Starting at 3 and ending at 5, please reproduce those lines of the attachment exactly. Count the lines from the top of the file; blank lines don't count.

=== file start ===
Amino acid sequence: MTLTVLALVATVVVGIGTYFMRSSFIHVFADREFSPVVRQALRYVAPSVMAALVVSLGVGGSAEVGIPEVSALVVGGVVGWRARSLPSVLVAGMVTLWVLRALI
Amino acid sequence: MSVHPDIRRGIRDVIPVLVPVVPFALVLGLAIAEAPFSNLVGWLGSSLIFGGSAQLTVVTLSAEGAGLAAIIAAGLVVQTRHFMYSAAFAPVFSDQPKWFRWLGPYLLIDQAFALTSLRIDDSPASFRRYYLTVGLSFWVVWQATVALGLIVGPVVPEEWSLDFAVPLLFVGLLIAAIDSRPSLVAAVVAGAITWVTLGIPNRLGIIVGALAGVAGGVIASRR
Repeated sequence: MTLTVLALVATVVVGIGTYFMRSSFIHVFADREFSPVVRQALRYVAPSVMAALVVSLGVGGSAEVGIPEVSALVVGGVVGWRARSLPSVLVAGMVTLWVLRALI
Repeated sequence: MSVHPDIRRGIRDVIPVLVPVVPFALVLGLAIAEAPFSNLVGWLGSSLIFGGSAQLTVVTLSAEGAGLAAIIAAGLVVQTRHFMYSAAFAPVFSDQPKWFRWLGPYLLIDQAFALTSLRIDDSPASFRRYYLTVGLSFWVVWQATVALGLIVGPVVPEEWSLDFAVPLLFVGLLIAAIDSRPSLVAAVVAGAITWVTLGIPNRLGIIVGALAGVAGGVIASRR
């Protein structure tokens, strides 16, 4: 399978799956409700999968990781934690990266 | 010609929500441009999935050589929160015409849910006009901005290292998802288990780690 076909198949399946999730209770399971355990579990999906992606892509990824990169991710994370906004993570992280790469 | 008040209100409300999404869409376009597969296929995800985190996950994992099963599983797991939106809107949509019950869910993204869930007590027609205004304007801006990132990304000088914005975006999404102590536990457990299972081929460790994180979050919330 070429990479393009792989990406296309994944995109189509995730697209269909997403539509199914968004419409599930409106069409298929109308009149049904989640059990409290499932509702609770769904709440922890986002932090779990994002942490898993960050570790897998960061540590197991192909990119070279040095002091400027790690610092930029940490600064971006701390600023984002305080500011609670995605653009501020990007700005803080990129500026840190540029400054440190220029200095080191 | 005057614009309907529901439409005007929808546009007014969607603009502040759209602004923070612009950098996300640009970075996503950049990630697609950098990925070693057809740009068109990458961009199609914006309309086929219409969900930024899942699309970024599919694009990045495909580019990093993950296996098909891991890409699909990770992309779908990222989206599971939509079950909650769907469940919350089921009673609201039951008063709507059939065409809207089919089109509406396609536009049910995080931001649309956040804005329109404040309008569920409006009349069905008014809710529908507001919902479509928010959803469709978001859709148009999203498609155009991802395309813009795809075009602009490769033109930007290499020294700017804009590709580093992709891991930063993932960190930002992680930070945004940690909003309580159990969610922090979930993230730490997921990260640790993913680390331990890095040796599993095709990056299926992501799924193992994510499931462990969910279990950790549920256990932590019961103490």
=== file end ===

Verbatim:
Repeated sequence: MTLTVLALVATVVVGIGTYFMRSSFIHVFADREFSPVVRQALRYVAPSVMAALVVSLGVGGSAEVGIPEVSALVVGGVVGWRARSLPSVLVAGMVTLWVLRALI
Repeated sequence: MSVHPDIRRGIRDVIPVLVPVVPFALVLGLAIAEAPFSNLVGWLGSSLIFGGSAQLTVVTLSAEGAGLAAIIAAGLVVQTRHFMYSAAFAPVFSDQPKWFRWLGPYLLIDQAFALTSLRIDDSPASFRRYYLTVGLSFWVVWQATVALGLIVGPVVPEEWSLDFAVPLLFVGLLIAAIDSRPSLVAAVVAGAITWVTLGIPNRLGIIVGALAGVAGGVIASRR
């Protein structure tokens, strides 16, 4: 399978799956409700999968990781934690990266 | 010609929500441009999935050589929160015409849910006009901005290292998802288990780690 076909198949399946999730209770399971355990579990999906992606892509990824990169991710994370906004993570992280790469 | 008040209100409300999404869409376009597969296929995800985190996950994992099963599983797991939106809107949509019950869910993204869930007590027609205004304007801006990132990304000088914005975006999404102590536990457990299972081929460790994180979050919330 070429990479393009792989990406296309994944995109189509995730697209269909997403539509199914968004419409599930409106069409298929109308009149049904989640059990409290499932509702609770769904709440922890986002932090779990994002942490898993960050570790897998960061540590197991192909990119070279040095002091400027790690610092930029940490600064971006701390600023984002305080500011609670995605653009501020990007700005803080990129500026840190540029400054440190220029200095080191 | 005057614009309907529901439409005007929808546009007014969607603009502040759209602004923070612009950098996300640009970075996503950049990630697609950098990925070693057809740009068109990458961009199609914006309309086929219409969900930024899942699309970024599919694009990045495909580019990093993950296996098909891991890409699909990770992309779908990222989206599971939509079950909650769907469940919350089921009673609201039951008063709507059939065409809207089919089109509406396609536009049910995080931001649309956040804005329109404040309008569920409006009349069905008014809710529908507001919902479509928010959803469709978001859709148009999203498609155009991802395309813009795809075009602009490769033109930007290499020294700017804009590709580093992709891991930063993932960190930002992680930070945004940690909003309580159990969610922090979930993230730490997921990260640790993913680390331990890095040796599993095709990056299926992501799924193992994510499931462990969910279990950790549920256990932590019961103490």